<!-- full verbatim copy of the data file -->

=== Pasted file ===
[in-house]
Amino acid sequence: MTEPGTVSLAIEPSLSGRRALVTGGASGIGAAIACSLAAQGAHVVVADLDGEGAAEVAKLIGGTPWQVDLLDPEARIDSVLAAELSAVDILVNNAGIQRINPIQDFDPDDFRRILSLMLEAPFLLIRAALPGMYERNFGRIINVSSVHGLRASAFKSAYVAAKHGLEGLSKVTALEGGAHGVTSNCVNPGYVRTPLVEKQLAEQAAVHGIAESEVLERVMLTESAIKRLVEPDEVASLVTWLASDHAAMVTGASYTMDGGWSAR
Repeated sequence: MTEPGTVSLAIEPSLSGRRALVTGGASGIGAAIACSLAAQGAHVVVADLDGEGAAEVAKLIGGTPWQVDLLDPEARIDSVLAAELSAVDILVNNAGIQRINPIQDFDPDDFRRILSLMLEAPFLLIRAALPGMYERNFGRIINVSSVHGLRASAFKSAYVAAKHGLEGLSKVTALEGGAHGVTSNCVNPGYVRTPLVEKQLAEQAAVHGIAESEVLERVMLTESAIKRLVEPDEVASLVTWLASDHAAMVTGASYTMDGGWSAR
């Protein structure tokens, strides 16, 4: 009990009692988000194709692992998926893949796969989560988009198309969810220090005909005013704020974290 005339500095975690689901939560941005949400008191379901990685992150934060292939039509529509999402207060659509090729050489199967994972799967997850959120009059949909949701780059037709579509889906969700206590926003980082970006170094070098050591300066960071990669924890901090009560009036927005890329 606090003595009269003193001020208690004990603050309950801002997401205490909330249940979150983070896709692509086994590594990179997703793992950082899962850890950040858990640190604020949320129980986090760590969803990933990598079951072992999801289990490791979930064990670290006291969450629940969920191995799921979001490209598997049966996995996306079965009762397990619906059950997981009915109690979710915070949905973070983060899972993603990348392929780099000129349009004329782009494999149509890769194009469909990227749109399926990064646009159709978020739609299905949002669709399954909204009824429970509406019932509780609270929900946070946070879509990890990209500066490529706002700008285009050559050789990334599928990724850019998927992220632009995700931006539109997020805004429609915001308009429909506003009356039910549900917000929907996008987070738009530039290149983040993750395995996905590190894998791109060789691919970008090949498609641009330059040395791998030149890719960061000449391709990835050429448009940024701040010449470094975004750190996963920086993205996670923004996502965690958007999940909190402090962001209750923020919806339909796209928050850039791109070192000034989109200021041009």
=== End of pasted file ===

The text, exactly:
[in-house]
Amino acid sequence: MTEPGTVSLAIEPSLSGRRALVTGGASGIGAAIACSLAAQGAHVVVADLDGEGAAEVAKLIGGTPWQVDLLDPEARIDSVLAAELSAVDILVNNAGIQRINPIQDFDPDDFRRILSLMLEAPFLLIRAALPGMYERNFGRIINVSSVHGLRASAFKSAYVAAKHGLEGLSKVTALEGGAHGVTSNCVNPGYVRTPLVEKQLAEQAAVHGIAESEVLERVMLTESAIKRLVEPDEVASLVTWLASDHAAMVTGASYTMDGGWSAR
Repeated sequence: MTEPGTVSLAIEPSLSGRRALVTGGASGIGAAIACSLAAQGAHVVVADLDGEGAAEVAKLIGGTPWQVDLLDPEARIDSVLAAELSAVDILVNNAGIQRINPIQDFDPDDFRRILSLMLEAPFLLIRAALPGMYERNFGRIINVSSVHGLRASAFKSAYVAAKHGLEGLSKVTALEGGAHGVTSNCVNPGYVRTPLVEKQLAEQAAVHGIAESEVLERVMLTESAIKRLVEPDEVASLVTWLASDHAAMVTGASYTMDGGWSAR
């Protein structure tokens, strides 16, 4: 009990009692988000194709692992998926893949796969989560988009198309969810220090005909005013704020974290 005339500095975690689901939560941005949400008191379901990685992150934060292939039509529509999402207060659509090729050489199967994972799967997850959120009059949909949701780059037709579509889906969700206590926003980082970006170094070098050591300066960071990669924890901090009560009036927005890329 606090003595009269003193001020208690004990603050309950801002997401205490909330249940979150983070896709692509086994590594990179997703793992950082899962850890950040858990640190604020949320129980986090760590969803990933990598079951072992999801289990490791979930064990670290006291969450629940969920191995799921979001490209598997049966996995996306079965009762397990619906059950997981009915109690979710915070949905973070983060899972993603990348392929780099000129349009004329782009494999149509890769194009469909990227749109399926990064646009159709978020739609299905949002669709399954909204009824429970509406019932509780609270929900946070946070879509990890990209500066490529706002700008285009050559050789990334599928990724850019998927992220632009995700931006539109997020805004429609915001308009429909506003009356039910549900917000929907996008987070738009530039290149983040993750395995996905590190894998791109060789691919970008090949498609641009330059040395791998030149890719960061000449391709990835050429448009940024701040010449470094975004750190996963920086993205996670923004996502965690958007999940909190402090962001209750923020919806339909796209928050850039791109070192000034989109200021041009």